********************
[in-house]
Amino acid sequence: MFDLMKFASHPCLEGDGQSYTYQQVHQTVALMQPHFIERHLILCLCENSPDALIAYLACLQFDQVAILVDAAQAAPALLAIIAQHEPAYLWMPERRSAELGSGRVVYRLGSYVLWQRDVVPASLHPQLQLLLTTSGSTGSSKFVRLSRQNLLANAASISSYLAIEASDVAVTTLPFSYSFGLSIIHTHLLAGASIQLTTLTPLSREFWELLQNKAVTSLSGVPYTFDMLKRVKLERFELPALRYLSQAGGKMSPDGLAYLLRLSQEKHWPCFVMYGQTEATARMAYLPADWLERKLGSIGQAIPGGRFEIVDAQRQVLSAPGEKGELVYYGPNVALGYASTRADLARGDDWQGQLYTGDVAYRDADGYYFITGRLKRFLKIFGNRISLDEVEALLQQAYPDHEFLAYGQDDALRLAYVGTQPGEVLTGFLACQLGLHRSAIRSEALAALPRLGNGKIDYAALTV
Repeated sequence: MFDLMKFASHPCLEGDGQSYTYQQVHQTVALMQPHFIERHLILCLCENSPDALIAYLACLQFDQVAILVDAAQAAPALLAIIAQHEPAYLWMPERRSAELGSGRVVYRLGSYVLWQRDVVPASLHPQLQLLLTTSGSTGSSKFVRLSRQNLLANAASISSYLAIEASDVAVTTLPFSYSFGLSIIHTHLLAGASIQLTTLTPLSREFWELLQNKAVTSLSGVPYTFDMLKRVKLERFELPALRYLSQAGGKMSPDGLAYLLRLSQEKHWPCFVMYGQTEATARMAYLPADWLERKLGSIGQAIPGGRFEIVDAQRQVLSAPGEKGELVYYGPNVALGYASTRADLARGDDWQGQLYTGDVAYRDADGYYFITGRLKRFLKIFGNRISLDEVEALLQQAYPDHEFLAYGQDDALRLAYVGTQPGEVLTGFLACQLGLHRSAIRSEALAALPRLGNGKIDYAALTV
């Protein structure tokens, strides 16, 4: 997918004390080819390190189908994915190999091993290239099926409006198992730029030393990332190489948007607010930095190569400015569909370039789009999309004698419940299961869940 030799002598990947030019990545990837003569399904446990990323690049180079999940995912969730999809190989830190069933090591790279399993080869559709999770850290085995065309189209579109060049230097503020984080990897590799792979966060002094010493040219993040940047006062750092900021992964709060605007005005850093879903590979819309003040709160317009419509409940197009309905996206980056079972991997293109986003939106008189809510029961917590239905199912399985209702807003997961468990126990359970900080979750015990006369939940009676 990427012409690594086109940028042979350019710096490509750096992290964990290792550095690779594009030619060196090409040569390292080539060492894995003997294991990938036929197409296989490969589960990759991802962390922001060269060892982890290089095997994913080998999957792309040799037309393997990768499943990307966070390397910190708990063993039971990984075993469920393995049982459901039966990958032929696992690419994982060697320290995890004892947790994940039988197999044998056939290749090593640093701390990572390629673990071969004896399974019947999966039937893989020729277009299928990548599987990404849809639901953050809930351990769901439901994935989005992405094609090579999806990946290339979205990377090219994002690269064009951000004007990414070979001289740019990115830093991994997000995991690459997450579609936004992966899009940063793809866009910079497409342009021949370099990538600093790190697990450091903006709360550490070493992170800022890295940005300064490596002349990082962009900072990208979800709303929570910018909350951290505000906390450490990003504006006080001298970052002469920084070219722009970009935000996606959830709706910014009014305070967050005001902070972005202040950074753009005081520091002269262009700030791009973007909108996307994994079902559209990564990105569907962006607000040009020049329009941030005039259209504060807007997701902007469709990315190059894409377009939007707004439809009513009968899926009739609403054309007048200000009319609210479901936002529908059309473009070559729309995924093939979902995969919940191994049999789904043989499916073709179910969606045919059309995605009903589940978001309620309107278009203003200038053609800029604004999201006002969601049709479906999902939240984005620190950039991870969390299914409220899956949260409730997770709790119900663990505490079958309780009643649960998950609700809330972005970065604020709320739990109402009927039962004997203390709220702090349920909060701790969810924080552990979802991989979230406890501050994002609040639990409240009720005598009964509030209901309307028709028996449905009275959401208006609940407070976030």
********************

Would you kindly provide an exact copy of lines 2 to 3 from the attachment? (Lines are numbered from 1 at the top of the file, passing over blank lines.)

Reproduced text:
Amino acid sequence: MFDLMKFASHPCLEGDGQSYTYQQVHQTVALMQPHFIERHLILCLCENSPDALIAYLACLQFDQVAILVDAAQAAPALLAIIAQHEPAYLWMPERRSAELGSGRVVYRLGSYVLWQRDVVPASLHPQLQLLLTTSGSTGSSKFVRLSRQNLLANAASISSYLAIEASDVAVTTLPFSYSFGLSIIHTHLLAGASIQLTTLTPLSREFWELLQNKAVTSLSGVPYTFDMLKRVKLERFELPALRYLSQAGGKMSPDGLAYLLRLSQEKHWPCFVMYGQTEATARMAYLPADWLERKLGSIGQAIPGGRFEIVDAQRQVLSAPGEKGELVYYGPNVALGYASTRADLARGDDWQGQLYTGDVAYRDADGYYFITGRLKRFLKIFGNRISLDEVEALLQQAYPDHEFLAYGQDDALRLAYVGTQPGEVLTGFLACQLGLHRSAIRSEALAALPRLGNGKIDYAALTV
Repeated sequence: MFDLMKFASHPCLEGDGQSYTYQQVHQTVALMQPHFIERHLILCLCENSPDALIAYLACLQFDQVAILVDAAQAAPALLAIIAQHEPAYLWMPERRSAELGSGRVVYRLGSYVLWQRDVVPASLHPQLQLLLTTSGSTGSSKFVRLSRQNLLANAASISSYLAIEASDVAVTTLPFSYSFGLSIIHTHLLAGASIQLTTLTPLSREFWELLQNKAVTSLSGVPYTFDMLKRVKLERFELPALRYLSQAGGKMSPDGLAYLLRLSQEKHWPCFVMYGQTEATARMAYLPADWLERKLGSIGQAIPGGRFEIVDAQRQVLSAPGEKGELVYYGPNVALGYASTRADLARGDDWQGQLYTGDVAYRDADGYYFITGRLKRFLKIFGNRISLDEVEALLQQAYPDHEFLAYGQDDALRLAYVGTQPGEVLTGFLACQLGLHRSAIRSEALAALPRLGNGKIDYAALTV